What is a Third Party Payment Processor?


    A third-party payment processor is a provider that enables a company to accept payments without opening their own Merchant account, a bank account used to hold funds from card payments. These processors generally offer quick setups, fee Flat fees and process transactions from multiple merchants to common merchant accounts to reduce operational costs.

    This is how a third-party payment processor works

    After a third party vendor processes a card payment, they deposit the funds into an aggregated merchant account, an account shared by multiple merchants. The processor then deducts the processing fees and transfers the balance to the small business’s bank account.

    The main difference between a third party processor and a Merchant account Provider is how quickly funds are available to the company. Third-party payment processors can take a few days to transfer funds, while companies with their own merchant accounts have faster access.

    How many merchants share a third-party merchant account is up to the processor. Some can have thousands of merchants sharing a single account. Regardless of the number, reputable third-party payment processors will keep track of your funds and make sure you are paid correctly for every transaction.

    Third party vendors versus merchant account providers

    While third-party payment processors pool merchants’ funds into one larger account, merchant account providers set up individual accounts for each merchant. These different options create different experiences for small businesses and affect things like the approval process and pricing structures.

    This is how the two options compare in several areas:

    Hundreds or thousands of merchants share a single merchant account.

    One dedicated trader per account.

    Usually instant approval.

    Includes a review and compliance process that can take weeks.

    Increased risk of sudden holds, freezes, or dismissals.

    Stable with little risk of breaking, holding, or freezing.

    Usually fixed, some custom plans available.

    Usually more flexible and adapted to your business needs.

    Strict limits on transaction size and processing volume.

    Negotiable limits for transaction size and processing volume.

    Benefits of Using a Third Party Processor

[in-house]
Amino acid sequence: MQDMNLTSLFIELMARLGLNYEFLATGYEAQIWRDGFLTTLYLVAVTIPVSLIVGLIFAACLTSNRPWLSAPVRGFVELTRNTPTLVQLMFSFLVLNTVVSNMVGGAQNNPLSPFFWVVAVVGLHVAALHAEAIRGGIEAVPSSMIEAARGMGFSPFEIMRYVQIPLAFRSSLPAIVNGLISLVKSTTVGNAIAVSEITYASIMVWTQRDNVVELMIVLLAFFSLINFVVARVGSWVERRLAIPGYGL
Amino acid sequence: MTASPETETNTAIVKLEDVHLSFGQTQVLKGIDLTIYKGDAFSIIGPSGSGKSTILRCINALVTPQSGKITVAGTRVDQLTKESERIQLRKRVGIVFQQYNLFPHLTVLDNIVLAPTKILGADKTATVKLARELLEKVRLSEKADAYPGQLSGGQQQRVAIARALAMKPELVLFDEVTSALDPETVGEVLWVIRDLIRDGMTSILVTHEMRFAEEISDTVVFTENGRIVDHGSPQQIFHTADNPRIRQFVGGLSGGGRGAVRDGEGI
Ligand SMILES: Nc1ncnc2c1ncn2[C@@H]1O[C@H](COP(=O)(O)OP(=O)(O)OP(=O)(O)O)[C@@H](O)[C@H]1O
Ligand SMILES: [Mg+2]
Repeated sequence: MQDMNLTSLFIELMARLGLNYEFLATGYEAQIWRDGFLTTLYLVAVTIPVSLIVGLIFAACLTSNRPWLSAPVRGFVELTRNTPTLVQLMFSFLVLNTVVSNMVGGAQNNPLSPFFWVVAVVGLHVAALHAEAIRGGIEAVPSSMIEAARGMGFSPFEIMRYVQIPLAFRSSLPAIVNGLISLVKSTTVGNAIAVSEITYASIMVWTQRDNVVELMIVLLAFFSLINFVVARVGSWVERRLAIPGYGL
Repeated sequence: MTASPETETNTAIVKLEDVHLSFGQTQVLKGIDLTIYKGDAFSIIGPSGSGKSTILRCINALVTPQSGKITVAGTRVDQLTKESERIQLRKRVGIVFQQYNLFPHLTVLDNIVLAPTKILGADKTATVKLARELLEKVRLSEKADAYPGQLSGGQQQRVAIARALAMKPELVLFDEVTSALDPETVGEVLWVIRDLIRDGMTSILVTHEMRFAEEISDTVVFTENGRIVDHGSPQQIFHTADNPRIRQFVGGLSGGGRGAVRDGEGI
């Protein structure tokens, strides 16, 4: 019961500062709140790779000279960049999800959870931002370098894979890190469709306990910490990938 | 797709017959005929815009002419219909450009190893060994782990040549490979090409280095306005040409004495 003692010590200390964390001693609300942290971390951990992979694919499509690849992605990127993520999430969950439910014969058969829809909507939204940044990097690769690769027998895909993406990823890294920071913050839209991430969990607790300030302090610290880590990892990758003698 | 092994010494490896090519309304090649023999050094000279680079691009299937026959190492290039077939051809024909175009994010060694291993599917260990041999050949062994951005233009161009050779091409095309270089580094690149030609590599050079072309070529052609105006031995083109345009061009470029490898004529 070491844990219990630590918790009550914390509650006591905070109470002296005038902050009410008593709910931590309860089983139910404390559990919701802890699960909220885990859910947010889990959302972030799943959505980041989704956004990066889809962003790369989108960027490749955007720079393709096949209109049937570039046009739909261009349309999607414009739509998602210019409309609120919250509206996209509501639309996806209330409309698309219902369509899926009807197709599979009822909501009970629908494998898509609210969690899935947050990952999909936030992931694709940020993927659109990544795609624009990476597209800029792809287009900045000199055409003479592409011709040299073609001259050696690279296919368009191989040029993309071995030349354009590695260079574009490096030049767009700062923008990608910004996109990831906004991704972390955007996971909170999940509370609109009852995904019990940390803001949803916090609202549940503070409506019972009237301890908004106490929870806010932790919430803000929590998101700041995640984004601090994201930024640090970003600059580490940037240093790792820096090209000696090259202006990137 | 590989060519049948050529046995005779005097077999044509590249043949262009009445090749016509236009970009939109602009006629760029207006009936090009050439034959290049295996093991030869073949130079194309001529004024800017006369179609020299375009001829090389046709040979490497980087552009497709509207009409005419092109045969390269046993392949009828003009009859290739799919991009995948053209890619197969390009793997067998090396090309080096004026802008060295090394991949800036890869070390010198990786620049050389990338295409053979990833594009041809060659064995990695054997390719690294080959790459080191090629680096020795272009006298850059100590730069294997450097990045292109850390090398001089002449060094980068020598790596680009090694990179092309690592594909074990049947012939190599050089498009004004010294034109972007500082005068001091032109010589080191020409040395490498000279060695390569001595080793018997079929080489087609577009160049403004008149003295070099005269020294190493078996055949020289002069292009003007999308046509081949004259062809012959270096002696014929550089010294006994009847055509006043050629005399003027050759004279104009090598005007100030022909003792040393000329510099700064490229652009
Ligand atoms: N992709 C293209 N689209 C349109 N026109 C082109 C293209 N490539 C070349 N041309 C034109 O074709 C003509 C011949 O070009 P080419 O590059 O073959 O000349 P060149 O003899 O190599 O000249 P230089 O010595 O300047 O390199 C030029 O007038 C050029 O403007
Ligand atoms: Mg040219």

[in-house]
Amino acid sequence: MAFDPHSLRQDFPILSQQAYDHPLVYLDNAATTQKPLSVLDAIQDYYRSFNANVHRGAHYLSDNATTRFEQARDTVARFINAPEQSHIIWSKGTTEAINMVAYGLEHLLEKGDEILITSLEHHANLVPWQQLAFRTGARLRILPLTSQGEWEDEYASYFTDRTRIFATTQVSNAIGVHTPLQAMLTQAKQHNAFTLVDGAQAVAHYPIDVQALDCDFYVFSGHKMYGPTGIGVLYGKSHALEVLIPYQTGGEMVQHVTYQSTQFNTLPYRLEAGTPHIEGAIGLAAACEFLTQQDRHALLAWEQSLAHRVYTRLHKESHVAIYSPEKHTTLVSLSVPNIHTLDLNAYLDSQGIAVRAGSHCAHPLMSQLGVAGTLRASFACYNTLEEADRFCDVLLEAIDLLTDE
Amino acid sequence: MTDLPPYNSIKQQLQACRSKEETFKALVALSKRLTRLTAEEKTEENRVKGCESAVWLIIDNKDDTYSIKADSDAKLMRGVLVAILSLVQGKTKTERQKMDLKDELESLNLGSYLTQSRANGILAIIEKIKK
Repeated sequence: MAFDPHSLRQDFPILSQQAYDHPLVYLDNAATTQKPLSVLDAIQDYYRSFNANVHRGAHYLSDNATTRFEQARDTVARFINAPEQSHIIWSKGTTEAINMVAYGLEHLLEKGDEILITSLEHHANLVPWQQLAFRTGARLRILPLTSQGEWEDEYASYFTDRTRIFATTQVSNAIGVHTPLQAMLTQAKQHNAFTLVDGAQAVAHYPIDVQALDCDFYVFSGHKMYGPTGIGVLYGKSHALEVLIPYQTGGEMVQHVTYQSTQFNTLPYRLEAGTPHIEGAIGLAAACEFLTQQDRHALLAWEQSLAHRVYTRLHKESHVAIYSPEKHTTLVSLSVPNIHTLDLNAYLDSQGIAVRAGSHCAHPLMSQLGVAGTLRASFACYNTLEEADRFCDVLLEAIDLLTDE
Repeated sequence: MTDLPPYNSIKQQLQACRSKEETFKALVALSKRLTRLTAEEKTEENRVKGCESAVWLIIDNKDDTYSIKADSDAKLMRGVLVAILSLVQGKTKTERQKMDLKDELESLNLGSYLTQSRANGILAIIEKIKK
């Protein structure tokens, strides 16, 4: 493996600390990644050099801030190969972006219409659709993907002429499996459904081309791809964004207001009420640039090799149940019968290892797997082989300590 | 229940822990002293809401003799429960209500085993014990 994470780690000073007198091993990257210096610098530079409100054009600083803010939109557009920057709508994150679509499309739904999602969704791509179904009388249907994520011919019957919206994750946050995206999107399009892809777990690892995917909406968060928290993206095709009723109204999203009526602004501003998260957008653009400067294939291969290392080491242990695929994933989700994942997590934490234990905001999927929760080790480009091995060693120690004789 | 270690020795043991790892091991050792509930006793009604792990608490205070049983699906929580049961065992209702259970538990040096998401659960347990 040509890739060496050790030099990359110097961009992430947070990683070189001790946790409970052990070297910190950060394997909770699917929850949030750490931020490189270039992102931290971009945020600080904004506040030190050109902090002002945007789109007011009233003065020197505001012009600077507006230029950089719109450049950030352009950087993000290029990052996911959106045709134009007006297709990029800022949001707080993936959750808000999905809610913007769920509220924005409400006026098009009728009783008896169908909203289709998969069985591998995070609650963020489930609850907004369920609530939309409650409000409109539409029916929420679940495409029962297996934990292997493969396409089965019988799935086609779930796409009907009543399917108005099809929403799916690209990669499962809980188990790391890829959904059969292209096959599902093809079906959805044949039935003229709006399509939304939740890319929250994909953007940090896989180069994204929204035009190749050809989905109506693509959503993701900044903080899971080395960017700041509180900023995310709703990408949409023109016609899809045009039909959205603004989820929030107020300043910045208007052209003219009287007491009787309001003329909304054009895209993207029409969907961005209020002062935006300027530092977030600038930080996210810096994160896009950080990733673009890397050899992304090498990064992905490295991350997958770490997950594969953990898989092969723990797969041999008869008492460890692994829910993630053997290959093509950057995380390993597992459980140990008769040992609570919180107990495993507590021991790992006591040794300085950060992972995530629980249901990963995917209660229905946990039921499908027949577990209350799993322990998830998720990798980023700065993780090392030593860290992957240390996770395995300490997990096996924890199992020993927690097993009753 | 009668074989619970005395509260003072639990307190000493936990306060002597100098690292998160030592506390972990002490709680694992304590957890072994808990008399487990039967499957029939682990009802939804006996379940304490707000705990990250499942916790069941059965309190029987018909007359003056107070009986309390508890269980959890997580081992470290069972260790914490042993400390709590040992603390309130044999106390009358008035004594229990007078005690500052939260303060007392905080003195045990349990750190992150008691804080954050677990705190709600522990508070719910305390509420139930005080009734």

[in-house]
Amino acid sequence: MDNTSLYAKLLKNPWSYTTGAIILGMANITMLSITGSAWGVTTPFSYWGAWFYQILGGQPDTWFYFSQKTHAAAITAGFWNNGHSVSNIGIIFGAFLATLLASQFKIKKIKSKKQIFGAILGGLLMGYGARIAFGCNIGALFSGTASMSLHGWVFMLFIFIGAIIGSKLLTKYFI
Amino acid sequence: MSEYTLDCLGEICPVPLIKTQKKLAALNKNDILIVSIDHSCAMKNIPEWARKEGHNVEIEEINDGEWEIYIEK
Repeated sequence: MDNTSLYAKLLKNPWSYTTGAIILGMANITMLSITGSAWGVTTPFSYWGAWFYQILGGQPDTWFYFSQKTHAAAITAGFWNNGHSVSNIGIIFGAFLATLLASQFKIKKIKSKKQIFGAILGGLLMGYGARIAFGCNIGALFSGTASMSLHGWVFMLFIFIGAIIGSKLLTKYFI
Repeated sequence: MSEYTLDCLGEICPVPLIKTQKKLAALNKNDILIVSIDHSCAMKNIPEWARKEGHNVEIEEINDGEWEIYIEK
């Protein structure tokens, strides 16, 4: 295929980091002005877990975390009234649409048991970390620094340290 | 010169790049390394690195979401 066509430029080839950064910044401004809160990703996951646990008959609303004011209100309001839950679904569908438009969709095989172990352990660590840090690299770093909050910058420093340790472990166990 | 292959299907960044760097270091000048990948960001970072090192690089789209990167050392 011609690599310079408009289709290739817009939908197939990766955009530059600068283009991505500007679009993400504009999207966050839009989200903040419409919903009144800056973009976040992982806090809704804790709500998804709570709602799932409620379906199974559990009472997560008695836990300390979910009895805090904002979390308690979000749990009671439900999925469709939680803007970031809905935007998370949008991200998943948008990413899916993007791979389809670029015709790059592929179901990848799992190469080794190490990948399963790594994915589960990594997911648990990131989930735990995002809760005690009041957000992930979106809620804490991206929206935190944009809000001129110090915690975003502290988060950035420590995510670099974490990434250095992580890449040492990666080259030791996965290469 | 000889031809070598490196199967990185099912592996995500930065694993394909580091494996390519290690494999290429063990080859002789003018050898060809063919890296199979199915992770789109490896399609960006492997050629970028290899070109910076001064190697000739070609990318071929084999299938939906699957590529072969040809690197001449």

Third-party payment processors can offer businesses several benefits, including:

    • Easy adjustment. Since you don’t have to worry about a merchant account, all a business needs to do is set up an account with the third-party payment processor, which is often a straightforward process.

    • Less fees. Unlike individual merchant accounts, third-party providers generally don’t charge setup fees or set monthly minimums.

    • Flexible terms. While merchant service providers often require contracts – sometimes month to month or even for a few years – third party service providers often have better terms or do not require a contract.

    • All-in-one solution. Many third-party payment processors offer companies the technology to accept payments in person, and online and point-of-sale software to get started quickly.

    Cons of Using a Third Party Processor

    Potential issues when using third-party payment processors include:

    • In some cases higher costs. Because third-party payment processors pay different fees on your behalf, they often incur higher transaction fees than if you have your own merchant account.

    • Limited device selection. Many third party payment processors have their own credit card readers and will not work with other brands of devices.

    • Higher risk of frozen accounts. If an outside payment processor suspects you’ve made fraudulent transactions, they can freeze your account and withhold your funds while they conduct an investigation – and you’ll be stuck without your funds in the meantime.

    Best third party processors


    place offers competitive pricing with a variety of hardware and a POS-loaded POS, making it a good option for small businesses. Transaction fees start at 2.6% plus 10 cents for personal swipes, taps and dips. You don’t pay a monthly fee to use basic services, which include POS features for reporting options and inventory management. Hardware options include handheld readers and countertop registers.


    Developed for restaurants, Toasts Hardware makes it easy for servers to place orders and take payments at customers’ desks, and includes kiosks for self-ordering for less traditional formats. There is also an integrated Kitchen display system. With online ordering options and a robust POS, it stands out as a great option for restaurants and cafes. The platform offers starter kits if you don’t want to create your own setup and tiered pricing for adding additional hardware or additional locations.

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